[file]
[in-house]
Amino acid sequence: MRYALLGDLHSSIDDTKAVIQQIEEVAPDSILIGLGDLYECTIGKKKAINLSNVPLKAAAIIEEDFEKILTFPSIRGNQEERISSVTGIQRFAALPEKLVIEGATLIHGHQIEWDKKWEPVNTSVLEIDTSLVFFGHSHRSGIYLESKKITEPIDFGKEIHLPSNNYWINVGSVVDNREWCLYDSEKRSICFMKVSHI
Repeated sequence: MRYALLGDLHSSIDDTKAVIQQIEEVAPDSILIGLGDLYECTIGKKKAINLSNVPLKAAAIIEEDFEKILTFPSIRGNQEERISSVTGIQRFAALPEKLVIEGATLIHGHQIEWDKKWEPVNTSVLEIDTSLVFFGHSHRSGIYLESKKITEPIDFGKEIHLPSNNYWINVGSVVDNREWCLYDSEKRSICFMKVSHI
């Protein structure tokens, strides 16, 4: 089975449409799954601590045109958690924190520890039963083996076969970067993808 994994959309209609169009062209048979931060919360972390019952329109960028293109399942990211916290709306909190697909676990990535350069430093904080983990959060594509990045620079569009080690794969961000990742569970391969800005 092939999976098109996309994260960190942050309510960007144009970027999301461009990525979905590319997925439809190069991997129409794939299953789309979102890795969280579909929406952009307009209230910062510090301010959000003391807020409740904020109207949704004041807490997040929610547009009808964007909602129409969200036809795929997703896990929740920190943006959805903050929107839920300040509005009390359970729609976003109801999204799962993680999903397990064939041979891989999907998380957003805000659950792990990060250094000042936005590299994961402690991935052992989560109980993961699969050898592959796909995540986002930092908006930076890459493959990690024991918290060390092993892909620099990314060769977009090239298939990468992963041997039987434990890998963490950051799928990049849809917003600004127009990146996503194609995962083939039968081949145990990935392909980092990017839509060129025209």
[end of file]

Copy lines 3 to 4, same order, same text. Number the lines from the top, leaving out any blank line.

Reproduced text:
Repeated sequence: MRYALLGDLHSSIDDTKAVIQQIEEVAPDSILIGLGDLYECTIGKKKAINLSNVPLKAAAIIEEDFEKILTFPSIRGNQEERISSVTGIQRFAALPEKLVIEGATLIHGHQIEWDKKWEPVNTSVLEIDTSLVFFGHSHRSGIYLESKKITEPIDFGKEIHLPSNNYWINVGSVVDNREWCLYDSEKRSICFMKVSHI
């Protein structure tokens, strides 16, 4: 089975449409799954601590045109958690924190520890039963083996076969970067993808 994994959309209609169009062209048979931060919360972390019952329109960028293109399942990211916290709306909190697909676990990535350069430093904080983990959060594509990045620079569009080690794969961000990742569970391969800005 092939999976098109996309994260960190942050309510960007144009970027999301461009990525979905590319997925439809190069991997129409794939299953789309979102890795969280579909929406952009307009209230910062510090301010959000003391807020409740904020109207949704004041807490997040929610547009009808964007909602129409969200036809795929997703896990929740920190943006959805903050929107839920300040509005009390359970729609976003109801999204799962993680999903397990064939041979891989999907998380957003805000659950792990990060250094000042936005590299994961402690991935052992989560109980993961699969050898592959796909995540986002930092908006930076890459493959990690024991918290060390092993892909620099990314060769977009090239298939990468992963041997039987434990890998963490950051799928990049849809917003600004127009990146996503194609995962083939039968081949145990990935392909980092990017839509060129025209």